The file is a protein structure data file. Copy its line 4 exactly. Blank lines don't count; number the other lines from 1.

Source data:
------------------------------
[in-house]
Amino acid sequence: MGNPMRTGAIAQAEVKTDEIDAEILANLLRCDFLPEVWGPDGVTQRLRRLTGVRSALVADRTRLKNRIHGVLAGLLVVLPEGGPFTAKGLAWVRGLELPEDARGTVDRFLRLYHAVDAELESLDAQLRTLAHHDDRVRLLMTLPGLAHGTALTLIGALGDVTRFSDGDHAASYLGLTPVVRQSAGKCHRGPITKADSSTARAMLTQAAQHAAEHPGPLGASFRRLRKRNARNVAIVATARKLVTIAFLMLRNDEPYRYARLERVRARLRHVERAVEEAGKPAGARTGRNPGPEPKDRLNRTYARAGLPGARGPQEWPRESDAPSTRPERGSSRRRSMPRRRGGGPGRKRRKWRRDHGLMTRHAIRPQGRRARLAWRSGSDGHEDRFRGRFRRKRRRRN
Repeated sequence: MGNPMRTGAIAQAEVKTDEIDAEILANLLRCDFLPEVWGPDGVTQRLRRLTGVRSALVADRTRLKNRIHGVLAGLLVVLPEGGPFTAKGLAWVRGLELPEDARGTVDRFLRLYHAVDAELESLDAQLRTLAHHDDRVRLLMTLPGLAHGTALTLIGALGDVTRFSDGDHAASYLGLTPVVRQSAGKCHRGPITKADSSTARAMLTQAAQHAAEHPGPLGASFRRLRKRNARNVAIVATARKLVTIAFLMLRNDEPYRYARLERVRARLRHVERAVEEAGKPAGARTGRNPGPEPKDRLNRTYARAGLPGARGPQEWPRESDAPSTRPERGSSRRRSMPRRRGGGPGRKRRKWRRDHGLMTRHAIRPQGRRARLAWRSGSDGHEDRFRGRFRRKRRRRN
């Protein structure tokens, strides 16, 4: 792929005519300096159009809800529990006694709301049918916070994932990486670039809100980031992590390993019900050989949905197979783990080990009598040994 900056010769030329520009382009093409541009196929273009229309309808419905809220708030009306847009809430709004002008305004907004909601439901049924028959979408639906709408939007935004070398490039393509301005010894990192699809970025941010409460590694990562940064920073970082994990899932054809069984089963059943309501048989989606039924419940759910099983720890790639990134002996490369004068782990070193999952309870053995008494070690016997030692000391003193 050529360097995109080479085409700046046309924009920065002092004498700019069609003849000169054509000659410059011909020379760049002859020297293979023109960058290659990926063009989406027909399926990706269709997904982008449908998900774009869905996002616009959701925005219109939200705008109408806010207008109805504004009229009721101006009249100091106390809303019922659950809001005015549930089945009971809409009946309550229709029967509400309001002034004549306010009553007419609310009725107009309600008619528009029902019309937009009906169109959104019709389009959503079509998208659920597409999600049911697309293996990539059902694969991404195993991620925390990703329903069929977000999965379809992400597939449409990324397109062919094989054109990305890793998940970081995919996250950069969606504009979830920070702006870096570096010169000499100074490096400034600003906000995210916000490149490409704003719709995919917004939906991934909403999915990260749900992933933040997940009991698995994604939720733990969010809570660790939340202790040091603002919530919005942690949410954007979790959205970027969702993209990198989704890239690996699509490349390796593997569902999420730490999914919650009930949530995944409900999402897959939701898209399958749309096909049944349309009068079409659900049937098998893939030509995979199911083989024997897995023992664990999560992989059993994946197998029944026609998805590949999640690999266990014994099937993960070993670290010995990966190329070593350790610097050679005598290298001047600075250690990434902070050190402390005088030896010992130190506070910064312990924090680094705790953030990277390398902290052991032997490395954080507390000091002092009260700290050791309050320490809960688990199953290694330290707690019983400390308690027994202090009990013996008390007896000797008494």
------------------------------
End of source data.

């Protein structure tokens, strides 16, 4: 792929005519300096159009809800529990006694709301049918916070994932990486670039809100980031992590390993019900050989949905197979783990080990009598040994 900056010769030329520009382009093409541009196929273009229309309808419905809220708030009306847009809430709004002008305004907004909601439901049924028959979408639906709408939007935004070398490039393509301005010894990192699809970025941010409460590694990562940064920073970082994990899932054809069984089963059943309501048989989606039924419940759910099983720890790639990134002996490369004068782990070193999952309870053995008494070690016997030692000391003193 050529360097995109080479085409700046046309924009920065002092004498700019069609003849000169054509000659410059011909020379760049002859020297293979023109960058290659990926063009989406027909399926990706269709997904982008449908998900774009869905996002616009959701925005219109939200705008109408806010207008109805504004009229009721101006009249100091106390809303019922659950809001005015549930089945009971809409009946309550229709029967509400309001002034004549306010009553007419609310009725107009309600008619528009029902019309937009009906169109959104019709389009959503079509998208659920597409999600049911697309293996990539059902694969991404195993991620925390990703329903069929977000999965379809992400597939449409990324397109062919094989054109990305890793998940970081995919996250950069969606504009979830920070702006870096570096010169000499100074490096400034600003906000995210916000490149490409704003719709995919917004939906991934909403999915990260749900992933933040997940009991698995994604939720733990969010809570660790939340202790040091603002919530919005942690949410954007979790959205970027969702993209990198989704890239690996699509490349390796593997569902999420730490999914919650009930949530995944409900999402897959939701898209399958749309096909049944349309009068079409659900049937098998893939030509995979199911083989024997897995023992664990999560992989059993994946197998029944026609998805590949999640690999266990014994099937993960070993670290010995990966190329070593350790610097050679005598290298001047600075250690990434902070050190402390005088030896010992130190506070910064312990924090680094705790953030990277390398902290052991032997490395954080507390000091002092009260700290050791309050320490809960688990199953290694330290707690019983400390308690027994202090009990013996008390007896000797008494």